"We need this bill to support Ukraine in its fight for freedom," Biden told reporters at the White House on Thursday. Biden suggested that his spending proposal is part of a larger effort to rally sustained global support for Ukraine as the war drags on into its third month. "Our NATO allies, our EU partners, they're going to pay their fair share of the costs as well, but we have to do this. We have to do our part as well,” he said.
Biden reiterated the White House’s position that, despite the financial costs to finance the Ukrainian war effort, the moral and political costs of inaction are even greater. "The cost of this fight is not cheap, but caving to aggression is going to be more costly if we allow it to happen. We either back the Ukrainian people as they defend their country, or we stand by as the Russians continue their atrocities and aggression in Ukraine,” he said. The money is intended to last through September, the end of the fiscal year.
Administration officials told reporters that the $33 billion package contains $20.4 billion in military assistance, including $6 billion for the Ukraine Security Assistance Initiative and $4 billion for the State Department’s foreign military financing program. $8.5 billion will go toward direct economic assistance to Ukraine, with another $3 billion in humanitarian assistance and food security funding.
The administration’s spending package was accompanied by a proposal that would allow Washington to liquidate assets seized from Russian oligarchs and transfer the proceeds to the Ukrainian government. “This package of proposals will establish new authorities for the forfeiture of property linked to Russian kleptocracy, allow the government to use the proceeds to support Ukraine, and further strengthen related law enforcement tools,” the White House said in a fact sheet released on Thursday.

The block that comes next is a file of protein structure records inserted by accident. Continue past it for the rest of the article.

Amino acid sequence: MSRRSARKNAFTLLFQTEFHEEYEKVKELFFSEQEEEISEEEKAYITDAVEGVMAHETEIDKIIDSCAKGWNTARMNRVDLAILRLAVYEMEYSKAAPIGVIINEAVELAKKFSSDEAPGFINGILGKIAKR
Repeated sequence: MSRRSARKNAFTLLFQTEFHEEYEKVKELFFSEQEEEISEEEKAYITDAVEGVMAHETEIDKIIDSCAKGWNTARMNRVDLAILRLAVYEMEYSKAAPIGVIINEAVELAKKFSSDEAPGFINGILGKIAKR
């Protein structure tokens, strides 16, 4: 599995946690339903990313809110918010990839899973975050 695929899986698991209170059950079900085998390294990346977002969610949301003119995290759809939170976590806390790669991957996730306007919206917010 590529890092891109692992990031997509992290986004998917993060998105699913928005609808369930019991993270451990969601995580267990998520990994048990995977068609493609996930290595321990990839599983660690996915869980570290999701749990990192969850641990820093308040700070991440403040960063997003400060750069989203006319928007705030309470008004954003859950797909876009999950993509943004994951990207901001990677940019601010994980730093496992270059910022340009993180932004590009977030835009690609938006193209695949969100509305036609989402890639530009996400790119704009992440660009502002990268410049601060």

As highlighted by the Washington Post, officials can typically freeze, but not seize or liquidate, the assets of sanctioned individuals under current U.S. law. It is unclear what workarounds the White House will pursue to legally liquidate and transfer the assets in question.
There is widespread bipartisan support for increasing U.S. aid to Ukraine, but the devil is in the details for Biden’s supplemental request. Democratic and Republican sources told CNN that there are policy complications and issues pertaining to the mammoth proposal’s language that need to be worked out before it can be put to a vote. "There will be bicameral, bipartisan talks on the supplemental request. Language must also be drafted. It is also unresolved which Chamber will work to advance the supplemental first. This will not be an instant process,” a senior Democratic House aide told CNN.
Mark Episkopos is a national security reporter for the National Interest.